Gendered consequences of democratization
Ms Elin Bjarnegård, PhD student at Uppsala University, has received travel grants through the Swedish School of Advanced Asia Pacific Studies, SSAAPS, financed by STINT, for two study periods in Thailand, in 2005 and in 2006.
My dissertation project concerns the gendered consequences of democratization. I am part of a democratization project that employs quantitative methods to study democratization processes. I also conduct a case study of the internal nomination procedures of Thai political parties
This research project concerns the role of political parties in a new democratic setting, and I am particularly interested in how clientelist networks function and how they are gendered. The aim of my dissertation project is to describe the role that these male networks play in the candidate selection processes within parties.
Part of my dissertation is based on statistical methods, where quite crude data is used to look identify big differences between countries and worldwide patterns. Even though some clear trends stand out in this material, I felt a need to look at mechanisms to get a better and more holistic picture by also conducting case studies in Thailand.
I went on a shorter pilot study trip of two months in 2005, and then returned for my main field work for six months in 2006. The first field trip took place during the Thai parliamentary election in 2005. For part of the time I functioned as an election observer for ANFREL, Asian Network for Free Elections. I wrote reports, planned the election observation mission, summarized newspaper coverage and I also observed the election itself in the tsunami-affected province of Phang-Na. This gave me memories of unforgettable life tragedies as well as particular knowledge about conducting elections in catastrophe areas, where ordinary election rules no longer apply. In general, being an election observer taught me a lot about the practical and legal circumstances that political parties have to work according to. After the election, I conducted several pilot interviews with candidates and politicians in two different parts of Thailand. I came back home with lots of new knowledge and ideas – but I was also more aware of some of the methodological problems that I would encounter doing these interviews.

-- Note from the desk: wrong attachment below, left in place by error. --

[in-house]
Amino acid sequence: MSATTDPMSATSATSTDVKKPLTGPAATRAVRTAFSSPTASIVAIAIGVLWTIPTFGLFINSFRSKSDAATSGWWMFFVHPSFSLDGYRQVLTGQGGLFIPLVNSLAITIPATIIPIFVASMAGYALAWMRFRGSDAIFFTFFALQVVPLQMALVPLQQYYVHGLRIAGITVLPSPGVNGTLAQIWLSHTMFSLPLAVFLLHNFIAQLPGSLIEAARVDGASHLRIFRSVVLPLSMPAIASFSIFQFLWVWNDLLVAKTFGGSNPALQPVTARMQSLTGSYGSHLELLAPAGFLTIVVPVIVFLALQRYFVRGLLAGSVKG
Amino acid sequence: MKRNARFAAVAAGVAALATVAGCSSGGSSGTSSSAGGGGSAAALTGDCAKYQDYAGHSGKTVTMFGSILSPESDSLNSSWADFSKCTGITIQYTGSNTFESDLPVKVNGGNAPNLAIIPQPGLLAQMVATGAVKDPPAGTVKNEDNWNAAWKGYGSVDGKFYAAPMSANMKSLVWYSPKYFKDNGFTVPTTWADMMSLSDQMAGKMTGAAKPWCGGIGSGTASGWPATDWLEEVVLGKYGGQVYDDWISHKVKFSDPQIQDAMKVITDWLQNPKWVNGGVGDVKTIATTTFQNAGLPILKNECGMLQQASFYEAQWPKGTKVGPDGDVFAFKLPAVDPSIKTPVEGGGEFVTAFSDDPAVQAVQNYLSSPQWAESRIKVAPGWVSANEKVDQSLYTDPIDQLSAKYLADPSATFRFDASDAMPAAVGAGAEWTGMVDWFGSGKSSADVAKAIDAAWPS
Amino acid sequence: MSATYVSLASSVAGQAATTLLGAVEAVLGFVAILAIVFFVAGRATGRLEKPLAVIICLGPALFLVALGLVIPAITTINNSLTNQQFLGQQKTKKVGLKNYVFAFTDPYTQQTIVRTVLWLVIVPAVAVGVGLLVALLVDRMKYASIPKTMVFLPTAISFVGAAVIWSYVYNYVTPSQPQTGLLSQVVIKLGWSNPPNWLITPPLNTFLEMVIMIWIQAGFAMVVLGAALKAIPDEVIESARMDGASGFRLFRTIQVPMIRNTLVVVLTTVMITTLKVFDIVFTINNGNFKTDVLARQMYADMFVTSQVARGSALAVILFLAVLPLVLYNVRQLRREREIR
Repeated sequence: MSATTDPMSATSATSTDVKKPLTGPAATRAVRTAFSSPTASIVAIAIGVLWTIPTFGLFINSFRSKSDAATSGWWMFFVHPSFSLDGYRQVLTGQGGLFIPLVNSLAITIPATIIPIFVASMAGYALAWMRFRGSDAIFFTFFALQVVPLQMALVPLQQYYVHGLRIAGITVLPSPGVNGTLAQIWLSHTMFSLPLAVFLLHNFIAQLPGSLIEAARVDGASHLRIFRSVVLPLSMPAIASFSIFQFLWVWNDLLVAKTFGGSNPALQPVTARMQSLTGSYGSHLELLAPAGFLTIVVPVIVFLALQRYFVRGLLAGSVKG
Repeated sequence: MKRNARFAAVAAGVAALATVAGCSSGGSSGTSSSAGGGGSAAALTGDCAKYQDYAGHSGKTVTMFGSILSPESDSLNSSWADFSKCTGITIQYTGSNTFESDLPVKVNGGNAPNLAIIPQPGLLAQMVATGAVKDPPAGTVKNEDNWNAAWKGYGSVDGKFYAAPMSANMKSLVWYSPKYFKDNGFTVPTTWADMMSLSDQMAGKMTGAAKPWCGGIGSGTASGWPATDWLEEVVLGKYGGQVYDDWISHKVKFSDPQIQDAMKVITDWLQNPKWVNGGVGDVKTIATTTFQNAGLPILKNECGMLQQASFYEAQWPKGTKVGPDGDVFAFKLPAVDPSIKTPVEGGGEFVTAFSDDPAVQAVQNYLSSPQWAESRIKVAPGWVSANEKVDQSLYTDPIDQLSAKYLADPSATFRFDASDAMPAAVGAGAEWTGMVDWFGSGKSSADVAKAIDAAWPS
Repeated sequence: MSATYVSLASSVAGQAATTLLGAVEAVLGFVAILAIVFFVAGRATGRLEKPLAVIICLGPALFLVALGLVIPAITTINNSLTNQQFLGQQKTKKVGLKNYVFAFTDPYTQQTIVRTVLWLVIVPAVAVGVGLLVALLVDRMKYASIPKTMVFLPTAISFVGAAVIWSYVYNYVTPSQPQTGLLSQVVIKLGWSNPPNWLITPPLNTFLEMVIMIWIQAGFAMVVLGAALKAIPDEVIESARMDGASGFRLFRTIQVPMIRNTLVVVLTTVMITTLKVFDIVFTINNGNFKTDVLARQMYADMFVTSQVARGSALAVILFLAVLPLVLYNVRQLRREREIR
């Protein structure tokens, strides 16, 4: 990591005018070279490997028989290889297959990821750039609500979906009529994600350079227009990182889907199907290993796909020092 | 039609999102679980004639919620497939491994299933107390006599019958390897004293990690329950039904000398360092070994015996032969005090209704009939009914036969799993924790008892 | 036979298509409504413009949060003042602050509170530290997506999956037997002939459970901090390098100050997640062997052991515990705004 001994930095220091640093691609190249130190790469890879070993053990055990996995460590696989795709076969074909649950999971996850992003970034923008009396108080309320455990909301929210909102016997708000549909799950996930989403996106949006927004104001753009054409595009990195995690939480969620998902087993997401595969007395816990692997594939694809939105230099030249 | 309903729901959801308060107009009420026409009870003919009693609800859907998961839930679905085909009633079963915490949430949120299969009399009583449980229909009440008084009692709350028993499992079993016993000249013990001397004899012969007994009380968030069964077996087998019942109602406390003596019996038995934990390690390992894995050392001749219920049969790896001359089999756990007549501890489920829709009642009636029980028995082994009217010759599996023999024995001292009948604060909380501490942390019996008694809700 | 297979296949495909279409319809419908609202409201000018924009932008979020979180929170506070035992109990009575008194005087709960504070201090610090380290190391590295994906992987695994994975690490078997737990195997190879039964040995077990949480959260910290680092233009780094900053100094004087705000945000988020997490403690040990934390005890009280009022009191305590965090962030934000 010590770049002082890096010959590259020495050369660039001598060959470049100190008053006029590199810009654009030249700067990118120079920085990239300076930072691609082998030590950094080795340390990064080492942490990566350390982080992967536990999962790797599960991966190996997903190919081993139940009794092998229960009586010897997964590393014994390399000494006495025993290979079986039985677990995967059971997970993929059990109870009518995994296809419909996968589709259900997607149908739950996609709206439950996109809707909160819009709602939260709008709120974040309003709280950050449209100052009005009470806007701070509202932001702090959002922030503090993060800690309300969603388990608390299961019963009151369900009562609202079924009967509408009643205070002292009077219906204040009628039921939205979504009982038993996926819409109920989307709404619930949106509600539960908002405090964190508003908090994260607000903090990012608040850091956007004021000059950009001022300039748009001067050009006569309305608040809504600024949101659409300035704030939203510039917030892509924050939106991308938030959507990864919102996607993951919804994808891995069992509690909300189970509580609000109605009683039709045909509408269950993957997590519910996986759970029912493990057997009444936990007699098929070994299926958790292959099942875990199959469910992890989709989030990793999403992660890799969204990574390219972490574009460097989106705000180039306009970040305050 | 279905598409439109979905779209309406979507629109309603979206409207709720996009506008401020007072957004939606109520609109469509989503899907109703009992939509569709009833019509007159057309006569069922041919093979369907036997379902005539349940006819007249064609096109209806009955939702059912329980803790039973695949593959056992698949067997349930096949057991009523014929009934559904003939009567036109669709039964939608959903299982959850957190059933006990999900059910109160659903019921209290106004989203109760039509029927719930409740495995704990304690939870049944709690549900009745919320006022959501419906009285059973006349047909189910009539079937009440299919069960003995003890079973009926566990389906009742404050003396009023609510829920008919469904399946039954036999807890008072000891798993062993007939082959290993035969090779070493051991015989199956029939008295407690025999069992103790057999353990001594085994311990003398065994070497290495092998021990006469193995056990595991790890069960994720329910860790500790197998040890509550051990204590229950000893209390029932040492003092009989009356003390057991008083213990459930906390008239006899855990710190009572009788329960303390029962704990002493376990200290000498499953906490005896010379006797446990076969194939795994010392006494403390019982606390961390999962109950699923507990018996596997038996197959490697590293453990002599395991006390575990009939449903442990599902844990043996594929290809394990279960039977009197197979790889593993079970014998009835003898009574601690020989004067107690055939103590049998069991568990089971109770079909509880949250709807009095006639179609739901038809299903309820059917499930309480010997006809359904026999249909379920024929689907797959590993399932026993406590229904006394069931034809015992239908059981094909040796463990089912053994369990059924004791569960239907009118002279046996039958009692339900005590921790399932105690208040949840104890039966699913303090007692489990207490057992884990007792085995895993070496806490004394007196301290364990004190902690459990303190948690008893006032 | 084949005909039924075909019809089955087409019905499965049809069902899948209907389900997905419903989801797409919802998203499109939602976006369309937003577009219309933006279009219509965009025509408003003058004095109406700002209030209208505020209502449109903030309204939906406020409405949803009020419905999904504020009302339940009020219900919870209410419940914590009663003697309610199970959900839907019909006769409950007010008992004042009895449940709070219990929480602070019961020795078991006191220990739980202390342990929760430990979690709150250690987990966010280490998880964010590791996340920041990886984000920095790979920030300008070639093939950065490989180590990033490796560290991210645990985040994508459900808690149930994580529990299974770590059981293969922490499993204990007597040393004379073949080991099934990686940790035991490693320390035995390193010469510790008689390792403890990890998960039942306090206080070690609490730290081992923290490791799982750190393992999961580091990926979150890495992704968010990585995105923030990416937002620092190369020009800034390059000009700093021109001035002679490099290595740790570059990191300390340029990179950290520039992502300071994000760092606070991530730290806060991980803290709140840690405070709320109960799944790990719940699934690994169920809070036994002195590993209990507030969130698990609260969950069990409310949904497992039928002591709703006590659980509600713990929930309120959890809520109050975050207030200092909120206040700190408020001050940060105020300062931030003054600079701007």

During the time I spent in Sweden, I therefore worked on my research methodology and thought about the proper way of working in the field in Thailand. I decided to focus on the clientelistic networks and the role they play in elections. I also realized that if I want to find information on these networks, I have to focus not only on national level politicians, but also on the patrons above them and the local politicians and the canvassers below them in the hierarchy. What a person at one level might not be willing to reveal, someone else might. Clientelistic networks build on inter-dependency and mutual benefit, and people at different levels will thus have different views on the same issue.
I thus returned in 2006 and conducted case studies in five different constituencies, as well as at the central level in Bangkok. The methods employed worked well, and it was evident that as time went by, I learned how to pose the right questions and the cooperation between my interpreter and me improved. I got the most interesting information from the fourth constituency that I studied, and these results were confirmed in the fifth constituency. Despite (and maybe, partly because of?) political unrest, dissolvement of the parliament and the subsequent military coup, I think I came back to Sweden with a very interesting and large qualitative material to work with: over 100 interviews with people at different levels in the clientelistic networks.Thus, it seems imperative to spend such a long time in the field to really gain insight in the way that networks are built and how their very type and organization favors male candidates.
Department of Government
Senast uppdaterad: 06-12-06 15:44